Loads of questions today. I obtained a report of my last brain MRI and it says that I have prominant/enlarged Virchow-Robin Perivascular spaces just rostral to the basal Ganglia.
I wonder if that would have any bearing on my dystonia? or what I think is dystonia that is happening in my hand. As I was told that Dystonia comes from the basal ganglia. Does anyone understand or know the relevance of these spaces, or are they something most people have? I was 45 at time of MRI, non smoker/ healthy apart from my neurological symptoms.
My neuro has not seen this report as it was ordered by the ENT Specialist but they checked for MS as well, in the report it says they found no active MS plaques, this makes me wonder if they did find a plaque, oh well I will take my CD and report to my neuro. From what I understand Virchow-Robin spaces can be normal, but they can be associated with certain diseases too and I think dystonia is one of them (interesting)...
VR or enlarged perivascular spaces are not uncommon in people with MS.
"They contain macrophages and lymphocytes and have been suggested to be the site of entry for these cells of the immune system to the CSF."
-Gray, Henry and Standring,Susan "Gray's anatomy: the anatomical basis of clinical practice," Oxford University Press, 2005 p212
So in theory, VR space are a "weak point" in the Blood Brain Barrier.
Interesting info, thanks, I appreciate it. That MRI was done in July last year and ordered by my ENT Specialist, apparently I have profound sensorineural hearing loss in my right ear, he requested an MRI to exclude a retro cochlear lesion, I went to him to see if my balance and vertigo was anything to do with my ears. So MRI was focusing on the 8th cranial nerves etc. but they did check for MS too.
I know I have something wrong, what happens to me is not normal. I hope I can finally get some answers!! Thanks for your reply, your information is excellent and I like the fact that you could reference it. Thanks Bob. I will let you know what the neuro has to say.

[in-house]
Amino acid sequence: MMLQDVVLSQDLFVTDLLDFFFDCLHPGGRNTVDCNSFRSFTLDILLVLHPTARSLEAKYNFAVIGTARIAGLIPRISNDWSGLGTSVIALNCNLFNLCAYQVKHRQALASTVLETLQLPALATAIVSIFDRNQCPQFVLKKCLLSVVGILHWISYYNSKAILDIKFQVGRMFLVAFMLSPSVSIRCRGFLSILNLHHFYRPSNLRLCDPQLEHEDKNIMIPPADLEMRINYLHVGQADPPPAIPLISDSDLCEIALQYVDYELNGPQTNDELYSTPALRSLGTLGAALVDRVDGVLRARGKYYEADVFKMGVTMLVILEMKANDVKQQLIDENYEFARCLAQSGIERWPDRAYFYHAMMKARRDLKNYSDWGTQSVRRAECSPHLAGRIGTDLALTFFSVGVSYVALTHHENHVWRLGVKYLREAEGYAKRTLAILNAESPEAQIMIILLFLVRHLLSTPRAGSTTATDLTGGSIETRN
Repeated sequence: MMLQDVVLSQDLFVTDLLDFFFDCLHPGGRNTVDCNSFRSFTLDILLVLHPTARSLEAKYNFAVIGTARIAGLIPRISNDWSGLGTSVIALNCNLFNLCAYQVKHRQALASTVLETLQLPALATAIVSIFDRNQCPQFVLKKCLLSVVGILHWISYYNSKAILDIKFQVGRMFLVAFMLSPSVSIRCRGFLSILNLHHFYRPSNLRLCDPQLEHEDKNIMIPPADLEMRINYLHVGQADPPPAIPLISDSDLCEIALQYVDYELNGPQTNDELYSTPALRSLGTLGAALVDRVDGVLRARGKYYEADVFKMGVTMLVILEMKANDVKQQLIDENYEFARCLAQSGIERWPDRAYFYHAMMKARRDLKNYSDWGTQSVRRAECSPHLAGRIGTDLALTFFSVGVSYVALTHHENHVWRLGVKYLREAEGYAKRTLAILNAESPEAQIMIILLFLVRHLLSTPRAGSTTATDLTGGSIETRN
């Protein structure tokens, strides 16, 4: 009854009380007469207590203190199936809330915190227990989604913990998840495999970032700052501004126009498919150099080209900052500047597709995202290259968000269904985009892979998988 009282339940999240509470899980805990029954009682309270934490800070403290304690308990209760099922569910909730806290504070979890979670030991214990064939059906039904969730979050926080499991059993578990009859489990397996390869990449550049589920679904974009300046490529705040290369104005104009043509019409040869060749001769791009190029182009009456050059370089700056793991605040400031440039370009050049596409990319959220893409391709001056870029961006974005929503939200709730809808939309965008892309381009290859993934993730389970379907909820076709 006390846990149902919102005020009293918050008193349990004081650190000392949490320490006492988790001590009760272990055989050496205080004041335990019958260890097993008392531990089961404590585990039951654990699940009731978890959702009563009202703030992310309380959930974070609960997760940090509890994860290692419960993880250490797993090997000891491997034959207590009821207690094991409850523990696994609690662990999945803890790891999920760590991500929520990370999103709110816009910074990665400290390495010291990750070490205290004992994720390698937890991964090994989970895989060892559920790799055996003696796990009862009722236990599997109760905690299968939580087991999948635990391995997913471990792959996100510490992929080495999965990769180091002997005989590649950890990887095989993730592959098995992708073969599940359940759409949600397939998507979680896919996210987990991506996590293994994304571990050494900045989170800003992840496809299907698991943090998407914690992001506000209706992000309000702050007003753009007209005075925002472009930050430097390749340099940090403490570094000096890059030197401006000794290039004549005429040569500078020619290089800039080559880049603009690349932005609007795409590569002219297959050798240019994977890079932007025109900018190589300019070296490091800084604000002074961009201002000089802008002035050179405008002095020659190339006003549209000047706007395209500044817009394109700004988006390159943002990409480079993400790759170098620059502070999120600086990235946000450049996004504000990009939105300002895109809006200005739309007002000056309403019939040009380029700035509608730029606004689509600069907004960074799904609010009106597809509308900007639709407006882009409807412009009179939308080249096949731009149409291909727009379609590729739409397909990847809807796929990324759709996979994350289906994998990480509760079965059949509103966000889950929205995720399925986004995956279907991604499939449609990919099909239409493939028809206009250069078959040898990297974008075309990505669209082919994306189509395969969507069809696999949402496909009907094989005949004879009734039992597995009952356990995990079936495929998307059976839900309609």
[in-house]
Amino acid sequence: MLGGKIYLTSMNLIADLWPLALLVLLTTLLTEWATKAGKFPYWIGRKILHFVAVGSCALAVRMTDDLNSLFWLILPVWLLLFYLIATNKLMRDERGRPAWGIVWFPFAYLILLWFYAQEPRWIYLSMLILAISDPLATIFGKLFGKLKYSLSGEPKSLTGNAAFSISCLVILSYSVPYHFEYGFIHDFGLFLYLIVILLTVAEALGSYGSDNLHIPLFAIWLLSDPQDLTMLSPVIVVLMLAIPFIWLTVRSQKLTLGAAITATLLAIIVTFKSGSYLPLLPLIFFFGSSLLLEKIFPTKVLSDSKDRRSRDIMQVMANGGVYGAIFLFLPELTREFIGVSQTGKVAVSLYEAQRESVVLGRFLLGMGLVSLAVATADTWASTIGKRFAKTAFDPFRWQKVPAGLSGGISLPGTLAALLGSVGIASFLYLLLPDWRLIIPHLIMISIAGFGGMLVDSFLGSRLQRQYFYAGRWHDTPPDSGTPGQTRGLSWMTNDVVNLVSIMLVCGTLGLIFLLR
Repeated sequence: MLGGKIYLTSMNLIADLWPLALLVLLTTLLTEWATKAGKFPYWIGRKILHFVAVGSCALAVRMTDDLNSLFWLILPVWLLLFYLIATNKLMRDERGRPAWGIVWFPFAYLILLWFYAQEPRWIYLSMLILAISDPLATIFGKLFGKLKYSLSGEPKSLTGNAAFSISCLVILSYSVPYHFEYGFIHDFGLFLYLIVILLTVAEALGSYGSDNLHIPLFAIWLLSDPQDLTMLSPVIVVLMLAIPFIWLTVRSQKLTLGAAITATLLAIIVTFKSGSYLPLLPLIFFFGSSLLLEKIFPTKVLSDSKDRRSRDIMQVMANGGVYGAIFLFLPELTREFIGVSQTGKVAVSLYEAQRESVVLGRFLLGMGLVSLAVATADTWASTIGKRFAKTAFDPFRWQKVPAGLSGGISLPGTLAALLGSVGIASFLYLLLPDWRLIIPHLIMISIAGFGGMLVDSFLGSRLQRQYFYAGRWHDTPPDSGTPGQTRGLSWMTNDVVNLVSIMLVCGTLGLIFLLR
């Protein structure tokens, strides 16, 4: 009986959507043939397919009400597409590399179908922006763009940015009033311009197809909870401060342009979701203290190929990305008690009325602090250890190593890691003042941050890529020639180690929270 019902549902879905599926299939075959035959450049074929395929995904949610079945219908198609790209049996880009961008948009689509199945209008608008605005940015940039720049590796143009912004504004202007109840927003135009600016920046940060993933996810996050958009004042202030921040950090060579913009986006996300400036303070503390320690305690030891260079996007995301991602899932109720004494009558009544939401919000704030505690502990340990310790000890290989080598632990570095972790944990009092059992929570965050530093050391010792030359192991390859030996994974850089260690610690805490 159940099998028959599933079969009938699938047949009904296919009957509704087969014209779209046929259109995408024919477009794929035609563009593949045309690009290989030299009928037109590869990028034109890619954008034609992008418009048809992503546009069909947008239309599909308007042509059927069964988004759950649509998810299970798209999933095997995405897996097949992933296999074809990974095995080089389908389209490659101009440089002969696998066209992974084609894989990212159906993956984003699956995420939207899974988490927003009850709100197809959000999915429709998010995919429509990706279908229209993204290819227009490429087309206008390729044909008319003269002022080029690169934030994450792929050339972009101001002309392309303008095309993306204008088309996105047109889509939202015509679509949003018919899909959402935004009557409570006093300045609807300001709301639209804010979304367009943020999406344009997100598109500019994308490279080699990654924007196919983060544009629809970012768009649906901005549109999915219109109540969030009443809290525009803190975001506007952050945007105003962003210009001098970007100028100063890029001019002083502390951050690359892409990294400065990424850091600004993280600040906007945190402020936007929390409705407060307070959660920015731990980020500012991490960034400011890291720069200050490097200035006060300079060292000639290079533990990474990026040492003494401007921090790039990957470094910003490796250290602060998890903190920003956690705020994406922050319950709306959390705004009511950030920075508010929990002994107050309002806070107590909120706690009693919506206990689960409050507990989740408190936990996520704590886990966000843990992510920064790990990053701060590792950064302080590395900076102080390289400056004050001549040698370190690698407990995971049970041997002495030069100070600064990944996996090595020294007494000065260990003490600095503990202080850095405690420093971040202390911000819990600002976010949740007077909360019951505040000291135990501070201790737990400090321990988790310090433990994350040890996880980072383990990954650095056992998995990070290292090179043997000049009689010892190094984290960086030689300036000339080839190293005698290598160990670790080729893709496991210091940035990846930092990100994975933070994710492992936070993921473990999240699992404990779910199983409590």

Of interest is that these spaces are most often enlarged/dilated in the elderly as normal brain atrophy shrinks away from this site. When noted in patients with MS the answer from our neuros has always been: "It's a normal variant."
However, a hallmark of MS is early brain atrophy and at least one study has shown them to be more common in people with MS. The study that Bob references may be the one I have spoken about repeatedly. I'll see if I can find it.
P-V spaces are the space aroound the blood vessels as they pierce the lining closest to the brain. Picture my arm as a blood vessel. I push it through a layer of plastic wrap. Initially the wrap pushes in with my arm, but eventually opens and my arm (the blood bessel) pierces the wrap (the brain lining) and goes on into the brain. Where the wrap is stretched there is a little space or potential space right around my arm between the wrap and the arm.
and welcome back, you have been missed. I was wondering, I really didn't understand it all. Thanks for the explanation. I will be interested to obtain a copy of my previous brain MRI which was 3 or 4 years earlier and see if they were enlarged and prominent on that report.
I think it's time I had another brain MRI, it's been over 2 years since I seen the neuro.
I just found a study/article where Virchow-robin Spaces can be a bit of a red flag for MS, apparently on a study a large proportion of the people who had the Virchow Robin Spaces developed MS. Interesting article. Can't wait to see what my neuro thinks, I will be asking!!! Sorry forgot the stats already, must be tired.
I was 45 when I had the last scan done, it will be interesting to see if it was noted on my previous scan. I am not really expecting any great answers and from what I have read it can be classified as normal aging but they look at it a bit more closely in the setting of other neurological symptoms etc. I just wondered if it was seen on my brain MRI 4 years earlier ( I will be asking)
wow. i was just reseaching the relationship between dystionia virchow robin space. I resently was dx with dystonia AND my MRI states,"some prominent Virchow Robin spaces in basal ganglia and cerebral. Your right about dystonia involvement with basal ganglia. So I say we are right. I visit my neurologist tomorrow to discuss MRI results.
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